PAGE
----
1. Howard S. Becker, Outsiders: Studies in the Sociology of Deviance (New York: Free Press, 1963), Chapter Eight.

2. Quoted in Michelle Delio, "Robt. Williams: Esthetician of the Preposterous," Art?Alternatives 1 (April 1992), p. 45.

3. Edwin Sutherland and Donald Cressey, Criminology, 10th ed. (Philadelphia: Lippencott, 1978); Albert Cohen, Delinquent Boys: The Culture of the Gang (New York: The Free Press, 1955); Richard Cloward and Lloyd Ohlin, Delinquency and Opportunity: A Theory of Delinquent Gangs (New York: The Free Press, 1960); see Walter Miller, "Lower Class Culture as a Generating Milieu of Gang Delinquency," Journal of Social Issues 14 (1958), pp. 5-19; Marvin E. Wolfgang and Franco Ferracuti, The Subculture of Violence (Beverly Hills: Sage, 1982); Lynn Curtis, Violence, Race, and Culture (Lexington, MA: Heath, 1975).

4. Sutherland and Cressey, Criminology, p. 80. Of course, social learning, strain, and other criminological theories also incorporate various perspectives on the cultures and subcultures of crime. And see similarly Jeff Ferrell, "The Brotherhood of Timber Workers and the Culture of Conflict," Journal of Folklore Research 28 (1991), pp. 163-177, for an application of this argument to labor and union subcultures. [End page 37]

5. Among earlier works, see for example Harold Finestone, "Cats, Kicks, and Color," in Howard S. Becker, ed., The Other Side: Perspectives on Deviance (New York: The Free Press, 1964), pp. 281-297; Stuart Hall and Tony Jefferson, eds., Resistance Through Rituals (London: Hutchinson, 1976); Dick Hebdige, Subculture: The Meaning of Style (London: Methuen, 1979); Stuart Cosgrove, "The Zoot-Suit and Style Warfare," Radical America 18 (1984), pp. 38-51. See also William Sanders, Gangbangs and Drive-bys: Grounded Culture and Juvenile Gang Violence (Hawthorne, NY: Aldine de Gruyter, 1994). And for more on criminal subcultures, legal control, and style, see Jeff Ferrell, "Style Matters," in Jeff Ferrell and Clinton R. Sanders, eds., Cultural Criminology (Boston: Northeastern University Press, 1995, forthcoming).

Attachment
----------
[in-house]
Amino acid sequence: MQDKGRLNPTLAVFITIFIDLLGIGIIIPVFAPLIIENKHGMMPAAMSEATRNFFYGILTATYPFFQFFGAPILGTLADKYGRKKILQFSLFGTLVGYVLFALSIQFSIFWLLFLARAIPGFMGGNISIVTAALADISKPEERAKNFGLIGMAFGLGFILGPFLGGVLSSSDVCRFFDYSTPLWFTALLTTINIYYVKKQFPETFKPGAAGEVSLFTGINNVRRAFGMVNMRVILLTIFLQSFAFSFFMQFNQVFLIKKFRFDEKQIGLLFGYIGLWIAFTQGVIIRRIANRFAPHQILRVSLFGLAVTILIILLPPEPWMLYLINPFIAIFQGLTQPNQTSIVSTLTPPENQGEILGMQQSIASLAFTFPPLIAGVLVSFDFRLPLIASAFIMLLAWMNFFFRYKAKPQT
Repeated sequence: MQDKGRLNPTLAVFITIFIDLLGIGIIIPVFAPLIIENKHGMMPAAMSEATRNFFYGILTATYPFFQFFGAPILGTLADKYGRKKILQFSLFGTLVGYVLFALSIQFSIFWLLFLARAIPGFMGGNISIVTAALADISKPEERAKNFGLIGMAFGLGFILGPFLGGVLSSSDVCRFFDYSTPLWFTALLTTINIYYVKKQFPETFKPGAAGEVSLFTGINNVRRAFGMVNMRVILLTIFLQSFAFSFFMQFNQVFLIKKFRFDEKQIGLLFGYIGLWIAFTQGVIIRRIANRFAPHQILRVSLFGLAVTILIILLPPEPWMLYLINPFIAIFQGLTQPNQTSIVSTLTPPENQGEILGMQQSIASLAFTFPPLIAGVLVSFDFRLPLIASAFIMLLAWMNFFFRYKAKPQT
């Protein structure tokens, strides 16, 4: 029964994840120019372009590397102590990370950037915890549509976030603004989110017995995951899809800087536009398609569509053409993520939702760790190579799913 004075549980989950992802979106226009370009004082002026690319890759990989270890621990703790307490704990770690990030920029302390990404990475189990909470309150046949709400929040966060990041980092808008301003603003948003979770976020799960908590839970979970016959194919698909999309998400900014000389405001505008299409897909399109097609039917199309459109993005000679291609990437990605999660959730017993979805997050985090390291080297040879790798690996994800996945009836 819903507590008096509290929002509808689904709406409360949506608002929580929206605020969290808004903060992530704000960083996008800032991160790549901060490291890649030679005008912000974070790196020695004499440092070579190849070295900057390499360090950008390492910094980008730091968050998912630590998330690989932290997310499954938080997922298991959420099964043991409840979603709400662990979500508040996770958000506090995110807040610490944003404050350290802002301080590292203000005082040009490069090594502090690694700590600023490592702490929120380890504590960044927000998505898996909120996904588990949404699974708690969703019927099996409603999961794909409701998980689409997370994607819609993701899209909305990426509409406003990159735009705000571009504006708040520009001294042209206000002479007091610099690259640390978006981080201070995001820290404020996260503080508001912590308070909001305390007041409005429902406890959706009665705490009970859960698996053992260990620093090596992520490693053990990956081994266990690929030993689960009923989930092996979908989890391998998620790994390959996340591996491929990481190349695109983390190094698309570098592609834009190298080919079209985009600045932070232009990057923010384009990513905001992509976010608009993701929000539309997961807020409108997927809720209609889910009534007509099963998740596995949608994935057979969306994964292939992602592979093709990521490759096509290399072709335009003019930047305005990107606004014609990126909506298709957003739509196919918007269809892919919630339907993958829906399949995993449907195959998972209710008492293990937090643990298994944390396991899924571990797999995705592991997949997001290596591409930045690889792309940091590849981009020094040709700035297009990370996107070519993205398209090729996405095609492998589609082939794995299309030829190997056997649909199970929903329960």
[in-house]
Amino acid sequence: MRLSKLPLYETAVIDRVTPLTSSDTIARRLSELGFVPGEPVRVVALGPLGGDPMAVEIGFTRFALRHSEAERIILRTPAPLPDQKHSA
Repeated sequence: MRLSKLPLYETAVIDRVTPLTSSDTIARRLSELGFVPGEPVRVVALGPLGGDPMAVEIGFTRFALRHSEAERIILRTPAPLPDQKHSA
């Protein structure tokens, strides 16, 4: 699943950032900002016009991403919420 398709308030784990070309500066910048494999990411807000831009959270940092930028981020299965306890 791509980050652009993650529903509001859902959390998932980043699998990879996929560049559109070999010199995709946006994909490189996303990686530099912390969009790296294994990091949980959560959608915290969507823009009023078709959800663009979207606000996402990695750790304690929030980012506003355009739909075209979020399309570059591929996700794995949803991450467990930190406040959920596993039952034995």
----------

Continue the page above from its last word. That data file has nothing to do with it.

6. Jack Katz, Seductions of Crime: Moral and Sensual Attractions in Doing Evil (New York: Basic Books, 1988). 7. Katz, Seductions, p. 90. 8. See Jeff Ferrell, "Making Sense of Crime," Social Justice 19 (1992), pp. 110-123; Jeff Ferrell, Crimes of Style: Urban Graffiti and the Politics of Criminality (New York: Garland, 1993); Jeff Ferrell and Clinton R. Sanders, Cultural Criminology (Boston: Northeastern University Press, 1995, forthcoming).

9. Among early British cultural studies works, see for example Hall and Jefferson, Resistance; Paul Willis, Learning to Labor (New York: Columbia University Press, 1977); Hebdige, Subculture. See also Neil Nehring, Flowers in the Dustbin: Culture, Anarchy, and Postwar England (Ann Arbor: University of Michigan Press, 1993). For contemporary criminological perspectives, see Ferrell and Sanders, Cultural Criminology.

10. See Ferrell, "Style Matters."

11. Becker, Outsiders, p. 163.

12. Becker, Outsiders, p. 140. [End page 38]

13. Ralph H. Turner and Samuel Surace, "Zoot-Suiters and Mexicans: Symbols in Crowd Behavior," American Journal of Sociology 62 (1956), pp. 14-20.

14. Hunter S. Thompson, Hell's Angels: A Strange and Terrible Saga (New York: Ballantine, 1967); Stanley Cohen, Folk Devils and Moral Panics (London: MacGibbon and Kee, 1972), pp. 31, 54.

15. Stuart Hall, Chas Critcher, Tony Jefferson, John Clarke, and Brian Roberts, Policing the Crisis: Mugging, the State, and Law and Order (London: MacMillan, 1978), pp. 74, 71.